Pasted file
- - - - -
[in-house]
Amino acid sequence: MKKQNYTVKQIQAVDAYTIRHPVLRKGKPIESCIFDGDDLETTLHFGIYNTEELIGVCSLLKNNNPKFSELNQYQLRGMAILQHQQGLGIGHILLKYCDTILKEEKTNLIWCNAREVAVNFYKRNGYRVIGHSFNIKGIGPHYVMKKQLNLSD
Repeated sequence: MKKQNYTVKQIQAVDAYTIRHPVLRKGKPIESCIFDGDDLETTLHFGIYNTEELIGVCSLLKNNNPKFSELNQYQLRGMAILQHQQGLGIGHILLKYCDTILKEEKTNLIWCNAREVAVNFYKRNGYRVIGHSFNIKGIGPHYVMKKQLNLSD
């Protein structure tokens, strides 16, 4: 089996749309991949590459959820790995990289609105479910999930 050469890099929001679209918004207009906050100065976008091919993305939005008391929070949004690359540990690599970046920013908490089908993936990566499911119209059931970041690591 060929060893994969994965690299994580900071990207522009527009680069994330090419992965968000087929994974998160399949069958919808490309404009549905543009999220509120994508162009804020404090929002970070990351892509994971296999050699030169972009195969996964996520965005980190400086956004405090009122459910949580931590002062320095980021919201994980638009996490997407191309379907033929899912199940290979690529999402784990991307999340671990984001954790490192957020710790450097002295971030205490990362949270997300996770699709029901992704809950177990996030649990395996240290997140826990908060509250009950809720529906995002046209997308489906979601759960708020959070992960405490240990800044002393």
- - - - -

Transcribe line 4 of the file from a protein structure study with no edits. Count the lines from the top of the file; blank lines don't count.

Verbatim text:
């Protein structure tokens, strides 16, 4: 089996749309991949590459959820790995990289609105479910999930 050469890099929001679209918004207009906050100065976008091919993305939005008391929070949004690359540990690599970046920013908490089908993936990566499911119209059931970041690591 060929060893994969994965690299994580900071990207522009527009680069994330090419992965968000087929994974998160399949069958919808490309404009549905543009999220509120994508162009804020404090929002970070990351892509994971296999050699030169972009195969996964996520965005980190400086956004405090009122459910949580931590002062320095980021919201994980638009996490997407191309379907033929899912199940290979690529999402784990991307999340671990984001954790490192957020710790450097002295971030205490990362949270997300996770699709029901992704809950177990996030649990395996240290997140826990908060509250009950809720529906995002046209997308489906979601759960708020959070992960405490240990800044002393």